Robot Juggling

Okay, I admit it.  As any reader of this blog knows, I have a weakness for news about robots (especially weird robots) and robot technology.  I bet you didn’t know, however, that I also have a weakness for juggling.  And when you combine robots and juggling, I am helpless.

Who would have thought that running a search on YouTube for “robot juggling” would yield such a rich bounty?  If we can create juggling robots, can household robots who wait on us hand and foot be far behind?

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2011 Columbus Arts Festival

This weekend is the 50th Columbus Arts Festival.  The Festival is being held in the Discovery District neighborhood of downtown Columbus, adjacent to the Columbus College of Art & Design, the Columbus Museum of Art, and Columbus State Community College.  The area is just a few blocks down Gay Street from my office.  So, when I finished up with work a little after noon today, I walked down to have a look.

It was a brilliantly sunny day, and there was a large crowd.  The Festival is set up in a rectangular pattern around a two-block area, providing good foot traffic flow and making it easy to see all of the artist tents as well as the music and poetry stages, the food and drink areas, and the “hands on” activities that are being offered.  There was a wide variety of art on display and for sale — ranging from different styles of paintings, to some very interesting sculptures, to jewelry, to some distinctive kinds of folk art — and visitors were interested and, in some cases, buying.

Everyone seemed to be having a good time.  The only unpleasantness came when an officious woman who was manning a tent that sold painted ceramics came out and objected to my taking a picture, saying it could impair the value of the artist’s intellectual property.  (Sorry about that, lady!  Next time post a “No Photos” sign, and I promise I’ll avoid your “intellectual property” like the plague!)

The Arts Festival runs until 10 p.m. tonight, and from 11:30 a.m. until 6 p.m. tomorrow.  If you haven’t made a visit, it is well worth your time.  Just be careful with those cameras!

John Edwards, Cover-Ups, And Campaign Finance Laws

I think John Edwards is a despicable character.  Vain and insubstantial, a weak political reed in the wind, he cheated on his wife who was battling cancer, had an affair and impregnated a woman, and then tried to cover it up while he pursued his presidential campaign.  When the cover-up failed, as cover-ups always do, it produced an ugly scandal that torpedoed Edwards’ political ambitions.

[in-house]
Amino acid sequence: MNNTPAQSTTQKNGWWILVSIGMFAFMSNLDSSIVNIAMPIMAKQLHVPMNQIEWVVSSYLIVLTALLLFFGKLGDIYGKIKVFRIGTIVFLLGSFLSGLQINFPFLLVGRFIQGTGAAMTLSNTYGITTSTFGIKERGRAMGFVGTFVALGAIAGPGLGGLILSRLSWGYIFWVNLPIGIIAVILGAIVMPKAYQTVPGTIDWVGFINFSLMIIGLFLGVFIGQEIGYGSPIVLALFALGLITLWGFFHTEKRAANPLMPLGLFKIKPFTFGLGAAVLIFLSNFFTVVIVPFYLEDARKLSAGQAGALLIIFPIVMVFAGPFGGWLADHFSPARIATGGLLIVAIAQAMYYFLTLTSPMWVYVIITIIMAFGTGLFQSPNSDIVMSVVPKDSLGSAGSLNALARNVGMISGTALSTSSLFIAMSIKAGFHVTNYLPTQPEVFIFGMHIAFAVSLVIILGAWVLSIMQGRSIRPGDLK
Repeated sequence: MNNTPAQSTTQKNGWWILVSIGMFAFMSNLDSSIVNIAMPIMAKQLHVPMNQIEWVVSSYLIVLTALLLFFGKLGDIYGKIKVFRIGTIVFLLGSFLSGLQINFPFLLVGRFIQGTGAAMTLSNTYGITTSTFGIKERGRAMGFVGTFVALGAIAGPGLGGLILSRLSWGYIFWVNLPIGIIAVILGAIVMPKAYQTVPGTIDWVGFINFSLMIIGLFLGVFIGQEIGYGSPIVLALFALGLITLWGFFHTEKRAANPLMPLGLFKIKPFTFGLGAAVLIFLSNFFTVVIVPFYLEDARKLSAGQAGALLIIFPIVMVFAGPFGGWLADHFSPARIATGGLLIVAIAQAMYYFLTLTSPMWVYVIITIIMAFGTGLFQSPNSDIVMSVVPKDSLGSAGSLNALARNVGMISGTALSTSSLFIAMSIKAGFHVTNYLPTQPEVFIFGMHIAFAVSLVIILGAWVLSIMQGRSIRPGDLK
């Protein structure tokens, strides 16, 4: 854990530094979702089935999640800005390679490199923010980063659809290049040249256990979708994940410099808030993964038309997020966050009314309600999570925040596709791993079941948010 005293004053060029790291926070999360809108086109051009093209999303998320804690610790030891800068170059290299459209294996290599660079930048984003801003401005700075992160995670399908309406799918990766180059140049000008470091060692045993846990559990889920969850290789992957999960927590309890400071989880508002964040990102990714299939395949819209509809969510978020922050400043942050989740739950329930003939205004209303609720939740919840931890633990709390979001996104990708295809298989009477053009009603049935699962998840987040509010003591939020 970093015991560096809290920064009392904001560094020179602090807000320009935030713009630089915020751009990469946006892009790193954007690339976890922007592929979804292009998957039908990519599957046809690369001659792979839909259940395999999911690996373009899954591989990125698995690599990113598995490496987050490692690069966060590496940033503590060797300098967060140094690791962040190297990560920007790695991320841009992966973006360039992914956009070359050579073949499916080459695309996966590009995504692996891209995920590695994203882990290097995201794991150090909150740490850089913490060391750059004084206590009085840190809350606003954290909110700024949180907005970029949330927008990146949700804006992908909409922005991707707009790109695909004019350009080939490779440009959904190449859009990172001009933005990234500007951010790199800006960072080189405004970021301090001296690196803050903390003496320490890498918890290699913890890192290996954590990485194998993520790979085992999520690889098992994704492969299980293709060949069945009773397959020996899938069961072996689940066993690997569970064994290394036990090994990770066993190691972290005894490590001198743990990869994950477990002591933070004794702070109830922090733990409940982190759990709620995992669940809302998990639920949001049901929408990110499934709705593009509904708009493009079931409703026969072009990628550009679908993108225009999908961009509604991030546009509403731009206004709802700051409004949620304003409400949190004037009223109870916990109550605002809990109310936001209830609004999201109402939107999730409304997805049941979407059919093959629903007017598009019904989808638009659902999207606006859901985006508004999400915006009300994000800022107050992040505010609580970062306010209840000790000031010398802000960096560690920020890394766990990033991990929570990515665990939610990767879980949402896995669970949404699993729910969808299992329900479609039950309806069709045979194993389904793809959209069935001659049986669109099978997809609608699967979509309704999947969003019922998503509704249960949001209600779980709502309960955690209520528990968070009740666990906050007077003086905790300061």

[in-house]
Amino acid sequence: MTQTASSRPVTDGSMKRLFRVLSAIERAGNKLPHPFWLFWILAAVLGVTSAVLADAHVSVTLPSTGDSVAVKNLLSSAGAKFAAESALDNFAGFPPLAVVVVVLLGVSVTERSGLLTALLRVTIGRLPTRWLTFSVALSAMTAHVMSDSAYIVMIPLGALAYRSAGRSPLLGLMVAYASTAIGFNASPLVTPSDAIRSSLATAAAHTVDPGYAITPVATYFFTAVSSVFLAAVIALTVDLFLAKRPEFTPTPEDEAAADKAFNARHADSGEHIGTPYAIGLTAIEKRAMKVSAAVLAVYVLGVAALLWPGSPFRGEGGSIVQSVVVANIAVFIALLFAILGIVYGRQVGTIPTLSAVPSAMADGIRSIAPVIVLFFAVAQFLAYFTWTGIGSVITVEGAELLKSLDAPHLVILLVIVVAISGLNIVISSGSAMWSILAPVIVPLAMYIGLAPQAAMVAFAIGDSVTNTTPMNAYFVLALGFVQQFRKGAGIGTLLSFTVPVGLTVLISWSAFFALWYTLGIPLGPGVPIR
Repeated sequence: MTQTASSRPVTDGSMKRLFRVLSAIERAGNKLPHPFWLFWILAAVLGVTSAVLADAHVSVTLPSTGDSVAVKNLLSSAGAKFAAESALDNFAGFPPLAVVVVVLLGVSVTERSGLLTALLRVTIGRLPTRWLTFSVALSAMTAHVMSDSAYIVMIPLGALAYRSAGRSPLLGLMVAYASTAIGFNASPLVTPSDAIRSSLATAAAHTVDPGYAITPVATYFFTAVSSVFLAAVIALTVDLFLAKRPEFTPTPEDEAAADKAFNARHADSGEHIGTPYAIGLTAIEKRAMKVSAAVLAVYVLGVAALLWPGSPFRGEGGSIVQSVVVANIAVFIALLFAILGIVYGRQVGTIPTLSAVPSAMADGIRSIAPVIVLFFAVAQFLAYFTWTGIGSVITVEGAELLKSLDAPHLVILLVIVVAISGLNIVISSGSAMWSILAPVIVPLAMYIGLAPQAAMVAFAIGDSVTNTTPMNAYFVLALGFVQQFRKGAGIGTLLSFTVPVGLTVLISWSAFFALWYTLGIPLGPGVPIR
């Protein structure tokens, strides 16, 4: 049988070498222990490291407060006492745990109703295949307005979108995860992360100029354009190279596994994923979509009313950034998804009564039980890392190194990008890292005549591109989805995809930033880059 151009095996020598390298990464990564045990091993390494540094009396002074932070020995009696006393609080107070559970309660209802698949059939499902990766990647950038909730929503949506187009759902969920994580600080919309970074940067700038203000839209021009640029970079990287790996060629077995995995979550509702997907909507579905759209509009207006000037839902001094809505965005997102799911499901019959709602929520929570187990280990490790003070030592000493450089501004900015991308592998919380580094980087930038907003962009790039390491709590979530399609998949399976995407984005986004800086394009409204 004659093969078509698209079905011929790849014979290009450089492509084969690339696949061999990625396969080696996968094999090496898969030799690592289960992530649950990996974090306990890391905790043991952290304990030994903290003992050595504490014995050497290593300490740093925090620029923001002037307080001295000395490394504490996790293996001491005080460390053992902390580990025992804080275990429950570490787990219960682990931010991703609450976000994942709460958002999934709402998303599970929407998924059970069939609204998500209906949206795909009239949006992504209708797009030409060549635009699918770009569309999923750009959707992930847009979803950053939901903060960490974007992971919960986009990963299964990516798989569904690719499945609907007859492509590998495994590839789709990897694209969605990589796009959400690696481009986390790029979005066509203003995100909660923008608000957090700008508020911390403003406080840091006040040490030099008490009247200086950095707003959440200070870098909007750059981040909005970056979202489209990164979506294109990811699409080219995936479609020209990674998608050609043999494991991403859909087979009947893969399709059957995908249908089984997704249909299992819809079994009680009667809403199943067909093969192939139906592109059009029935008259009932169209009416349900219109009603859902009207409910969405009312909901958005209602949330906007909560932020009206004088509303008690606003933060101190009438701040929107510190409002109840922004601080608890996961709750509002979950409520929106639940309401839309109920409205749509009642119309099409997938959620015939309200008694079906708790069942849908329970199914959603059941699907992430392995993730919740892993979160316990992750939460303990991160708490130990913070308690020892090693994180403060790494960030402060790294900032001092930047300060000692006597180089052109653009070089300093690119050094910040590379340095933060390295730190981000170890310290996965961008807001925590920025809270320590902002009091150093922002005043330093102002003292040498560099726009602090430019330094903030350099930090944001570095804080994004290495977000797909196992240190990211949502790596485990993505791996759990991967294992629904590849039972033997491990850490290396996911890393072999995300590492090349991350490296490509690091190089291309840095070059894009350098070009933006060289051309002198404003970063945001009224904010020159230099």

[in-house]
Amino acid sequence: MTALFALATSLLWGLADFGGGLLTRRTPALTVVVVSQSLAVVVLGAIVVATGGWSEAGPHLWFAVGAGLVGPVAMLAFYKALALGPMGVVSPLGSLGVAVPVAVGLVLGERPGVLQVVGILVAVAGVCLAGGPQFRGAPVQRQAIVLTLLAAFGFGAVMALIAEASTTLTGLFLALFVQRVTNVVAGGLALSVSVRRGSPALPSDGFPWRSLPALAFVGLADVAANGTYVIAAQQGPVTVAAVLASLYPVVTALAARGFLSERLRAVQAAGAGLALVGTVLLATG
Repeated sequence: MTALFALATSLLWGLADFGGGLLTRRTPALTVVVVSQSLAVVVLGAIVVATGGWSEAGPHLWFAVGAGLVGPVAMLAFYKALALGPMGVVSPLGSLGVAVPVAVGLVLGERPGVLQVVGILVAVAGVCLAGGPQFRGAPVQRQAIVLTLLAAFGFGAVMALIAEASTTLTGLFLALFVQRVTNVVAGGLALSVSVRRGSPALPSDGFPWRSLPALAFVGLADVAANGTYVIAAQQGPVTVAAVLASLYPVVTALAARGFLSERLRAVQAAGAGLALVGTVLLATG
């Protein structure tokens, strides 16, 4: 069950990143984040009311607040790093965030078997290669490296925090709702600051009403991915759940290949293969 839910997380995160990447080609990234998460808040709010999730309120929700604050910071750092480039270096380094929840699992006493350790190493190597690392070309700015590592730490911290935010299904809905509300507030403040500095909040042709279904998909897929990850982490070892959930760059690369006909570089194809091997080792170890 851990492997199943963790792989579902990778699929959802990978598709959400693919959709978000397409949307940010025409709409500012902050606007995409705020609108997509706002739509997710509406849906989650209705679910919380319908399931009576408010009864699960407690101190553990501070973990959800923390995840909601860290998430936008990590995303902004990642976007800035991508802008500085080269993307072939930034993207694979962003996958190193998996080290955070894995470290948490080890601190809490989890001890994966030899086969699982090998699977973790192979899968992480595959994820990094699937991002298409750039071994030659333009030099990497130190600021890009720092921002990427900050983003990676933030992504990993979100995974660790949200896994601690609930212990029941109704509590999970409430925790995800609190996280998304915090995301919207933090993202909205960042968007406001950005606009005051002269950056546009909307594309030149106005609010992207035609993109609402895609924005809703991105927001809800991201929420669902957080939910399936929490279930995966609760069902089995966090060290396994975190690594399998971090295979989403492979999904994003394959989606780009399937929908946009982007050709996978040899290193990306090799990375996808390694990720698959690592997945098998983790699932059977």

Yesterday Edwards was indicted for his actions.  The indictment charges him with conspiring to violate campaign finance laws and making false statements to the Federal Election Commission in accepting more than $900,000 in contributions from large donors that were used, at least in part, in connection with the cover-up.  The government argues that the contributions really were political because they were intended to protect the campaign’s ability to project the image of Edwards as family man.  The head of the Justice Department’s criminal division said:  “As this indictment shows, we will not permit candidates for high office to abuse their special ability to access the coffers of their political supporters to circumvent our election laws.”

The government’s theory pushes the envelope of how campaign finance laws are construed.  The issue is whether politicians can get around the laws by accepting donations for claimed non-political purposes that nevertheless could have political implications — and a related issue is where you draw the line if you accept that interpretation.  With campaigns extending for years and becoming all-consuming endeavors, couldn’t just about any claimed non-political contribution be argued to have a political dimension?  If a high-roller friend hosts a candidate at a vacation home, are they making a political contribution because the period of relaxation will allow the candidate to recharge their batteries and be more effective down the home stretch?  Edwards’ lawyers no doubt will focus on whether the government’s charges should be thrown out as beyond the scope of federal election laws.

If the charges survive the legal challenge and the case goes to trial, Edwards’ defense will not be attractive.  His statement yesterday indicates that he will argue that yes, he was a cheater, and yes, he accepted money in an unsavory cover-up — but the cover-up was designed to deceive only his stricken wife, and not to deceive federal election regulators.  How will a jury react to that theme?